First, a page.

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You’ve been caught with drugs, and now, as you scramble to get in touch with an attorney and figure out your options, you’re beginning to worry about the consequences of your arrest.

The truth is that drug penalties are not cut and dry. It depends on how dangerous the government considers the drug. But even that isn’t as straightforward as it sounds — in the eyes of the Drug Enforcement Agency (DEA), marijuana is just as dangerous as heroin.

This is because of drug scheduling. Here, we’re going to cover the basics of drug scheduling, particularly schedule 4 drugs, and the legal penalties for possession and trafficking of schedule 4 drugs.

How Does the US Classify Illicit Drugs?

First, you need to understand the basics of the scheduling system, which guides criminal law in the prosecution of drug offenses.

Drug scheduling is part of the Controlled Substances Act, in which the federal government (primarily the DEA) places federally regulated drugs into one of five classifications or schedules.

In determining whether a drug should be included in a schedule, the DEA considers:

  • Its actual or relative potential for abuse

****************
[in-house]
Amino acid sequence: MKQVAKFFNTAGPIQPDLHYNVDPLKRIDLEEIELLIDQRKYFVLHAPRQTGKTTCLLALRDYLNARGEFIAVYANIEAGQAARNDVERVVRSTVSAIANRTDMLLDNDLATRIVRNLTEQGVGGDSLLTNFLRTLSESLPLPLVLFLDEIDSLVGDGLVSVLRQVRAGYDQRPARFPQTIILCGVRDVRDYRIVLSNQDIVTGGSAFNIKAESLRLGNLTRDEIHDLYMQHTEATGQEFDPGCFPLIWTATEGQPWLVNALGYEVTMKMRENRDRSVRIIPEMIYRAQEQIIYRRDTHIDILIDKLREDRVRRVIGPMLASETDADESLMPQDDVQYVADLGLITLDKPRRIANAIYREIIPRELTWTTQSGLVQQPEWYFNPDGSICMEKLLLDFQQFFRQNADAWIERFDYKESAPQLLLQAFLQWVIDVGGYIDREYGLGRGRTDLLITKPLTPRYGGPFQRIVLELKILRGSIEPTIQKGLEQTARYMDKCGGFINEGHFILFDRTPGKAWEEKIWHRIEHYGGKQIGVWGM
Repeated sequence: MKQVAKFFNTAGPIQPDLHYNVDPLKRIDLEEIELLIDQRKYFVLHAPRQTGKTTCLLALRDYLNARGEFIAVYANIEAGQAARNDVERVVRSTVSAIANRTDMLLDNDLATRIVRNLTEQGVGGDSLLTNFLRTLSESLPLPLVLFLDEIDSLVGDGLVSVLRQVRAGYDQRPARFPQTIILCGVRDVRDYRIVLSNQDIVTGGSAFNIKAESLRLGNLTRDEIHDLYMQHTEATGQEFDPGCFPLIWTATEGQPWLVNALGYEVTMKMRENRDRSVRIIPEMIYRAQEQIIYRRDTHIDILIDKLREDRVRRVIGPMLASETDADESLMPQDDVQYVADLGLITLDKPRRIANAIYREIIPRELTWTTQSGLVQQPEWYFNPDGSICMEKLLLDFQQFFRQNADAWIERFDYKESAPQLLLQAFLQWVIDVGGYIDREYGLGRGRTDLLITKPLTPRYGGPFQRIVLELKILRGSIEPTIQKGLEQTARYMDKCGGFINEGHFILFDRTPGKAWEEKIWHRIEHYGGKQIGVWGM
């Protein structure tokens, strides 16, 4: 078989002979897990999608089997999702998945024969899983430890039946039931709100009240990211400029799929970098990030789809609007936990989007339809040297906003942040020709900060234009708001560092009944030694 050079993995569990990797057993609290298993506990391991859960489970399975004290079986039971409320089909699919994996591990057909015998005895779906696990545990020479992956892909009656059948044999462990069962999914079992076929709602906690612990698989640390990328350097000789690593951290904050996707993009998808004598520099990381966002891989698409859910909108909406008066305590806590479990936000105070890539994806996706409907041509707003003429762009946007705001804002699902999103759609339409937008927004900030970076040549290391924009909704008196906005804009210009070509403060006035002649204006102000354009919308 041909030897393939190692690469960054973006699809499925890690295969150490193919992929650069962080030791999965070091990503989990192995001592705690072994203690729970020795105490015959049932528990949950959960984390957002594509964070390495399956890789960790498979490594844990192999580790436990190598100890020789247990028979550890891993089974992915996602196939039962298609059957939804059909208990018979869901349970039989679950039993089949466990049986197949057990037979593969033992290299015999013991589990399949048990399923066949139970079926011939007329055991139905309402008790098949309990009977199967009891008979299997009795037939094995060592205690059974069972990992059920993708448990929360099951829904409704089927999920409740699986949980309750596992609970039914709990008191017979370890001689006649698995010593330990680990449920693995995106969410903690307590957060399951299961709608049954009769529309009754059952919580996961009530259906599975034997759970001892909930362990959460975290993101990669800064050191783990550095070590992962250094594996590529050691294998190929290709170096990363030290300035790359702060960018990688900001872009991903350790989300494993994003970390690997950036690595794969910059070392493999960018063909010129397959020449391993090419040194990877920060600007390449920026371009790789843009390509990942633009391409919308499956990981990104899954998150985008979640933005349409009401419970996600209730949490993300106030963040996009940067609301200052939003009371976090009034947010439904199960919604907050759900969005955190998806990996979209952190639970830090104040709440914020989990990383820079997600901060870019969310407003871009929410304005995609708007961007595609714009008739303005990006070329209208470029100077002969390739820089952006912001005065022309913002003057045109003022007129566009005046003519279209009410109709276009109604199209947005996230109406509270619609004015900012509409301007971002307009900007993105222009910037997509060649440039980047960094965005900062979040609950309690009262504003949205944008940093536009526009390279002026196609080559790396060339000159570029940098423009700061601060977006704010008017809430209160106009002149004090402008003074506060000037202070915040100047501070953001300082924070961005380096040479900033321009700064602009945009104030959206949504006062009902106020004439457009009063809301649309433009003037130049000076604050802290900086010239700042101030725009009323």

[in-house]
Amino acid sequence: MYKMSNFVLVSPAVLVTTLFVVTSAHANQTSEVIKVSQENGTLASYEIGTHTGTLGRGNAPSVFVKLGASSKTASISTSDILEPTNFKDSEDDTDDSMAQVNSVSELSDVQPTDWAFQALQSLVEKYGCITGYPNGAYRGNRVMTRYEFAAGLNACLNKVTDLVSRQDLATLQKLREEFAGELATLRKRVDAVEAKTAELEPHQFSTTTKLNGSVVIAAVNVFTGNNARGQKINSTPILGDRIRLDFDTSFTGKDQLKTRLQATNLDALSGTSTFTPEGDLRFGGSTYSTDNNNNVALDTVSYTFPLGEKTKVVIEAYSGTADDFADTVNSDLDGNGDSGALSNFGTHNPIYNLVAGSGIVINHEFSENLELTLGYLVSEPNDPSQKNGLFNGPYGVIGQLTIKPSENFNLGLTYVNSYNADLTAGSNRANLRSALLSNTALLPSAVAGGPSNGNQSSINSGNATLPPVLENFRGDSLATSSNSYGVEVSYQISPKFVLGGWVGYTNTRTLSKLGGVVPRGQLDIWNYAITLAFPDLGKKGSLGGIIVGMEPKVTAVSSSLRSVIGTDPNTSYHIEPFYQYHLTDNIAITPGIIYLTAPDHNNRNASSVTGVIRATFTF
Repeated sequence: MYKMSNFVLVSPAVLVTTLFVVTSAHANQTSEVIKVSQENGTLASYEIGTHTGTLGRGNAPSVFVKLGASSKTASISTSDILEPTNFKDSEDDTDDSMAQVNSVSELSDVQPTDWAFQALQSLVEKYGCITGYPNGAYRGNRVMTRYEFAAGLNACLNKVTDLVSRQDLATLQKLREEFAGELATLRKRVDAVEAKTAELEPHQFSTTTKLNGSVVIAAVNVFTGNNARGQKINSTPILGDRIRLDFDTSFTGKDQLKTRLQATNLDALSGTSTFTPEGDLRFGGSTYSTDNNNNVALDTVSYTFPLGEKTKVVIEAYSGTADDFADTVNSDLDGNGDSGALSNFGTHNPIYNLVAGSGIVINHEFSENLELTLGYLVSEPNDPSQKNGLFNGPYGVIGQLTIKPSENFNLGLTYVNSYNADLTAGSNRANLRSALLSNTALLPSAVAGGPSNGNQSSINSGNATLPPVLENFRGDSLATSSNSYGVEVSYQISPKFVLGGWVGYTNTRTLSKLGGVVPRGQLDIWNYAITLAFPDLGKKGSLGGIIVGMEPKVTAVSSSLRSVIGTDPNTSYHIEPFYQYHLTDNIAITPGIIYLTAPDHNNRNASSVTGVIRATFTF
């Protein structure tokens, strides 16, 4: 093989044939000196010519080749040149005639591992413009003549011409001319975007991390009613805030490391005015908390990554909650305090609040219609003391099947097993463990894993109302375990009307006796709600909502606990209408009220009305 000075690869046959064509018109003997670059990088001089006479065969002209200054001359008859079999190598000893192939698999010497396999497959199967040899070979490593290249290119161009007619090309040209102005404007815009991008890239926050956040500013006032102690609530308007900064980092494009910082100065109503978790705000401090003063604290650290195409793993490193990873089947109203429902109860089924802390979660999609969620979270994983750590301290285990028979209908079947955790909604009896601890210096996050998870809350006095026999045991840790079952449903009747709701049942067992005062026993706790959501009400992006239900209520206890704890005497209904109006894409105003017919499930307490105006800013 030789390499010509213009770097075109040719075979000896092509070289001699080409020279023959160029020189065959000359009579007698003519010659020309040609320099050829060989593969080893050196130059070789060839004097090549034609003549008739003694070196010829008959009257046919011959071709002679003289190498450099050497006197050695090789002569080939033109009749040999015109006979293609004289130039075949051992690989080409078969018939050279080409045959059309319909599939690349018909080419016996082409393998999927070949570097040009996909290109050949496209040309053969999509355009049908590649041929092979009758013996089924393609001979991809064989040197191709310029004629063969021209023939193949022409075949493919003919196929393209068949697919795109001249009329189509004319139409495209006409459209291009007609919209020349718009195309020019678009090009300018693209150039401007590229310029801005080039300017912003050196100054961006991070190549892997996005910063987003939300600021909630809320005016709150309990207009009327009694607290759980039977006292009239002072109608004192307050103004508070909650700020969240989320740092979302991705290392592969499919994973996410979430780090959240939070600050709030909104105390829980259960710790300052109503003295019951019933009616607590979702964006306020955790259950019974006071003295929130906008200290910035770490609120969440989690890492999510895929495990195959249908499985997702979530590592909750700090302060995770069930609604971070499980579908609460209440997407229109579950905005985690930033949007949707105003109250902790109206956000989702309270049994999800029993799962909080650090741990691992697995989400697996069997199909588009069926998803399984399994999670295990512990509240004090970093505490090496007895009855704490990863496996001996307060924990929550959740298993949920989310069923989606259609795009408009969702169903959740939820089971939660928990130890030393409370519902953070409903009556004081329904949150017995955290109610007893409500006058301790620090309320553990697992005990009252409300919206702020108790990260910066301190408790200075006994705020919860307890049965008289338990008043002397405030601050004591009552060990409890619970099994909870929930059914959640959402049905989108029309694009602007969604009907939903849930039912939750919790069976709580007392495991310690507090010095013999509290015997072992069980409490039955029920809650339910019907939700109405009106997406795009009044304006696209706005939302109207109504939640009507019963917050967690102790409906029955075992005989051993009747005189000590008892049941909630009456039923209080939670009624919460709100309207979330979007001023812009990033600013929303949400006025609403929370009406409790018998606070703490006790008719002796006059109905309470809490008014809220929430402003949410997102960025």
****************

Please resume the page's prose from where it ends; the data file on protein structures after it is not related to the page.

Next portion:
• Scientific evidence of its pharmacological effects
  • Current scientific knowledge on the drug
  • Its current and historical patterns of abuse
  • The scope, duration, and significance of abuse
  • What risk the drug poses to public health
  • The potential for physical or psychological dependence
  • Whether the drug is an immediate precursor to a currently scheduled drug

In simple terms, the DEA is concerned with two points — whether the drug can be abused and its medical benefit relative to the potential for abuse.

If the drug can be abused, the DEA places the drug on a schedule. After that, it assesses the drug’s potential for abuse relative to its known medical benefit (if any) to determine where the drug falls on the schedule scale.

In order to have demonstrated medicinal value, the drug must have large-scale clinical trials on its side, similar to those performed by the FDA when it considers a drug for entry on the market.

Understanding Drug Schedules

The DEA uses five schedules, listed in order from high to low. In other words, schedule 1 drugs are the most dangerous and schedule 5 drugs are the least dangerous (though schedule 5 drugs are still controlled substances).

Schedule 1

Schedule 1 drugs are drugs, chemicals or substances that the DEA considers the most dangerous to public health. These drugs do not have any demonstrated medicinal value, no currently accepted medical use, and a high potential for abuse.